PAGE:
Saticoy in Ventura County, California — The American West (Pacific Coastal)
Historic Point of Interest
— Chumash Indian Village —
Ventura County is within the historic territory of the Ventureño Chumash. The Chumash village of Sa’aqtik’oy, from which the Saticoy area takes its name, was located near this site and was first recorded in the diaries of Juan Rodriguez Cabrillo in 1542. Sa’aqtik’oy, meaning “place sheltered from the wind”, was also identified by its springs, which were considered an unfailing source of water supply. The springs were of significant religious and sacred importance to the Ventureño Chumash people, and were the focal point of the village.
In 1860, Moses Wells bought a 150 acre parcel from the Chumash people, which included the Saticoy Springs. Subsequently, a small town grew around the Chumash village of Sa’aqtik’oy, near the current location of Telephone Road and Saticoy Avenue.
Rancho Attilio was established on this site in 1916, when 117 acres of the property were purchased by Attilio Vanoni. To increase the land’s agricultural productivity, the Vanonis capped many of the springs and installed a system of French drains. As the location of the Saticoy Springs and the Chumash village of Sa’aqtik’oy, the Rancho
In order to properly respect and honor these historical and cultural resources, the development of this site was conducted under agreement with, and active monitoring by, designated representatives of the Saticoy Chumash Village people, and qualified archaeological experts.
Erected 1988 by Ventura County. (Marker Number 6.)
Topics and series. This historical marker is listed in these topic lists: Agriculture • Native Americans • Natural Resources • Settlements & Settlers. In addition, it is included in the Ventura County Historical Landmarks series list.
Location. 34° 16.822′ N, 119° 9.209′ W. Marker is in Saticoy, California, in Ventura County. Marker can be reached from Cosmos Avenue, 0.1 miles south of Telephone Road. Located on private property, not open to the public. Touch for map. Marker is at or near this postal address: 1079 Cosmos Ave, Ventura CA 93004, United States of America. Touch for directions.
Other nearby markers. At least 8 other markers are within 6 miles of this marker, measured as the crow flies. Saticoy Railroad Depot (approx. half a mile away); Faulkner House (approx. 4.2 miles away); The Maulhardt Winery (approx. 4.6 miles away); Dudley HouseCesar E. Chavez (approx. 5.2 miles away); Olivas Adobe (approx. 5.7 miles away); a different marker also named Olivas Adobe (approx. 5.7 miles away); Henry Levy House (approx. 5.7 miles away).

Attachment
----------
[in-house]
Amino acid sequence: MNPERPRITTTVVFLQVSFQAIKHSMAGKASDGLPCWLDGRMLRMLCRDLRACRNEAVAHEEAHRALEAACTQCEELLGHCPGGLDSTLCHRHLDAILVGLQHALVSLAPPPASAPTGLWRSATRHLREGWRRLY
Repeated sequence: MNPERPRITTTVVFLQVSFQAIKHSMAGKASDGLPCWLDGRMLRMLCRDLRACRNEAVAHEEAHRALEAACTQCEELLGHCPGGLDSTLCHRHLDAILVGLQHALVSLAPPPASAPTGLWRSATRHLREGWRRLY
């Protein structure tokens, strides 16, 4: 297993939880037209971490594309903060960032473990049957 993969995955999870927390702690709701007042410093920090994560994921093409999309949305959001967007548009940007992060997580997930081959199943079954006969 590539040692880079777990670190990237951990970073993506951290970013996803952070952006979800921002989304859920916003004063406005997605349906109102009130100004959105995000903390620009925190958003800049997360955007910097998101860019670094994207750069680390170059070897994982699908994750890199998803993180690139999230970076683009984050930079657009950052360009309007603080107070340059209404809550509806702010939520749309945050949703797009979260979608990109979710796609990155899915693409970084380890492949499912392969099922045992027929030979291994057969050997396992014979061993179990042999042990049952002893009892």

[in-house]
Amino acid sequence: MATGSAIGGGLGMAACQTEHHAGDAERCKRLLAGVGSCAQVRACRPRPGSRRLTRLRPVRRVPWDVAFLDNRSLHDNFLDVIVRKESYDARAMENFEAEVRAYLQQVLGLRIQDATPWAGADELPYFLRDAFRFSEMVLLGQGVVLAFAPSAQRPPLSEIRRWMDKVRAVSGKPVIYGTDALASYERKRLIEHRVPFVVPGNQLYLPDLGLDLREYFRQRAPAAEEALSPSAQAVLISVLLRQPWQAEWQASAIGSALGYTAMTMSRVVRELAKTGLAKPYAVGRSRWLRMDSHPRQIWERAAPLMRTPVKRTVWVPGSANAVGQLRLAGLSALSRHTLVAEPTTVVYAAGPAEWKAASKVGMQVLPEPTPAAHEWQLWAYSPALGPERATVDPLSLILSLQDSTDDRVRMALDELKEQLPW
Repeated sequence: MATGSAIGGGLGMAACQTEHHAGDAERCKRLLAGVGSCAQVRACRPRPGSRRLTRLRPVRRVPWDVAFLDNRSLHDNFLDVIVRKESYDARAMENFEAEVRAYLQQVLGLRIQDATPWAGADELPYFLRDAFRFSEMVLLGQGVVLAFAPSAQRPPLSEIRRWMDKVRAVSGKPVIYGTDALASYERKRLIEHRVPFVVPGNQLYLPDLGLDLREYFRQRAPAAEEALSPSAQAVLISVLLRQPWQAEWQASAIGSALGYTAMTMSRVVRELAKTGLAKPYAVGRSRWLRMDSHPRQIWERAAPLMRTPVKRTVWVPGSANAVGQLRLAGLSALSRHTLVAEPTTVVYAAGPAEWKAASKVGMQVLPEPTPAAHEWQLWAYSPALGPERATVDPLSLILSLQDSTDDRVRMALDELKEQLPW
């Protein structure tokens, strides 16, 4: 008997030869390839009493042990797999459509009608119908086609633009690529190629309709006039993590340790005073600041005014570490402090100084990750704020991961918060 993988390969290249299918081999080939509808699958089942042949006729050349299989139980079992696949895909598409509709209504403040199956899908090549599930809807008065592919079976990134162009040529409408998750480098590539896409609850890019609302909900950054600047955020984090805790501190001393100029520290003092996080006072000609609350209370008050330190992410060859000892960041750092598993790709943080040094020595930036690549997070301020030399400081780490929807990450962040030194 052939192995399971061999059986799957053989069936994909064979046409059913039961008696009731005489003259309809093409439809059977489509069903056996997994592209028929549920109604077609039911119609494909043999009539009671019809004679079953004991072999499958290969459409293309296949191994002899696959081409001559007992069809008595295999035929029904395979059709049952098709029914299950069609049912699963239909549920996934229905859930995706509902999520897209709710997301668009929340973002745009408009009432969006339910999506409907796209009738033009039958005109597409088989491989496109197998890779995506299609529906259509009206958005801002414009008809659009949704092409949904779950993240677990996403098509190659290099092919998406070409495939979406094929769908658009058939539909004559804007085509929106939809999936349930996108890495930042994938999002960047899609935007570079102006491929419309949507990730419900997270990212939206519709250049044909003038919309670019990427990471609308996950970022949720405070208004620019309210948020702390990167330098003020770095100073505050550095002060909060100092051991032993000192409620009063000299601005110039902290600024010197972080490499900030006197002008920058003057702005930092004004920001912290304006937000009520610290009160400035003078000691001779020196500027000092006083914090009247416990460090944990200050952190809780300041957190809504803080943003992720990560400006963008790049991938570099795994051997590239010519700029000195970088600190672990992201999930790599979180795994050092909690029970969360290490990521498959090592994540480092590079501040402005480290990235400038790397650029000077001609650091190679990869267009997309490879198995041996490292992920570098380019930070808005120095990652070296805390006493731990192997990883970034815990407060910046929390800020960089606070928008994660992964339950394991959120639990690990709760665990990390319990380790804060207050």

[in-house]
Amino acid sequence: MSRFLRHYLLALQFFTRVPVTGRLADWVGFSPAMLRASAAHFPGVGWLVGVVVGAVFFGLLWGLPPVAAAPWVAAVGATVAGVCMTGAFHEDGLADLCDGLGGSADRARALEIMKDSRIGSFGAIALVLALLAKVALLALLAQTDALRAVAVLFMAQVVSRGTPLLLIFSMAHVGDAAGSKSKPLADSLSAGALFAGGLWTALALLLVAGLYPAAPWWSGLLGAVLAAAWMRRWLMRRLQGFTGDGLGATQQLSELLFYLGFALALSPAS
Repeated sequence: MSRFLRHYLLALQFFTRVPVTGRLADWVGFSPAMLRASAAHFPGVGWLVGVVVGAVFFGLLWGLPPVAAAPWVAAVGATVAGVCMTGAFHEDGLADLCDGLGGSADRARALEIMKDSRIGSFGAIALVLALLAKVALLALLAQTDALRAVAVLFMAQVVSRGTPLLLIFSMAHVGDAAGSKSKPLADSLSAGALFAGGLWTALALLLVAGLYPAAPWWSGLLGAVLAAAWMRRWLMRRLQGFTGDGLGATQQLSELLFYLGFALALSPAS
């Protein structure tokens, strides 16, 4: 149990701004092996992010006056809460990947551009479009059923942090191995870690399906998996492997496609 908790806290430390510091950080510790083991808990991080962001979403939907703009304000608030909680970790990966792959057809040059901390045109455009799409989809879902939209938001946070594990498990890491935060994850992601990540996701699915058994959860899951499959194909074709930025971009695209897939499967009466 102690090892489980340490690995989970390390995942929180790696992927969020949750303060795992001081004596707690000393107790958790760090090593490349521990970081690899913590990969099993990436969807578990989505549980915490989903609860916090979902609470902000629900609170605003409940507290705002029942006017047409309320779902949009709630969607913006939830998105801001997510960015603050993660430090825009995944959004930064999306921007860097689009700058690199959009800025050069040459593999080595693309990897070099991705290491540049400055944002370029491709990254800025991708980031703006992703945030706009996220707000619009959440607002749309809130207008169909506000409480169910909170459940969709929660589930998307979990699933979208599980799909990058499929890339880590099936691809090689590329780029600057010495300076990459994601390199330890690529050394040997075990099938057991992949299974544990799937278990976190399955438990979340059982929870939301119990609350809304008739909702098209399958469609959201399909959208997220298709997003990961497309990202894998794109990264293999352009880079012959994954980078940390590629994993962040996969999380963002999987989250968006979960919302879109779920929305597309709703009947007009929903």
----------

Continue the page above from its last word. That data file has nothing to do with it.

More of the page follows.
Regarding Saticoy Springs. Sa’aqtik’oy means “Place where people sun themselves” not as the plaque says “place sheltered from the wind.”
Ventura County Historical Point of Interest statement of significance:
Saticoy Springs and Chumash Indian Village Sa'aqtik'oy Site.
Ventura County Historical Point of Interest No. 6. Designated May 1988.
Location: Bounded by Saticoy Ave., Telephone Rd., Wells Rd, and R.R. tracks; Saticoy.
Chumash settlement of this site dates back to 5,500 BC. By 1782, the village of Sa’aqtik’oy had been reduced to a minor or seasonal native settlement. It was not actively operated as a rancheria (agricultural outpost) by the Mission, nor did any Chumash converts in Mission records report Sa’aqtik’oy as their village of origin. Chumash resettlement of Sa’aqtik’oy was undertaken after the secularization of the Missions in 1834. Luis Francisco became chief of the Saticoy rancheria. In the fall of 1863, he presided over a fiesta that drew some 300 Indians
This site was home to the last major Chumash ceremonial gathering in 1869. The celebration lasted five days, drawing Chumash leaders from Santa Inez, Santa Barbara and San Fernando for singing and dancing. The site was eventually purchased by an Italian farmer in 1916, and has been farmed ever since.
Also see . . .
1. Rancho Santa Paula y Saticoy. Wikipedia page with a more complete history of this area. (Submitted on August 31, 2023.)
2. Barbareño/Ventureño Band of Mission Indians. The current owners of this five acres of land are planning to create a Food Forest with native and introduced plants. Their website will soon include a Saticoy page. (Submitted on August 31, 2023.)
Credits. This page was last revised on October 26, 2023. It was originally submitted on October 20, 2021, by Craig Baker of Sylmar, California. This page has been viewed 839 times since then and 501 times this year. Photos: 1, 2, 3. submitted on October 20, 2021, by Craig Baker of Sylmar, California.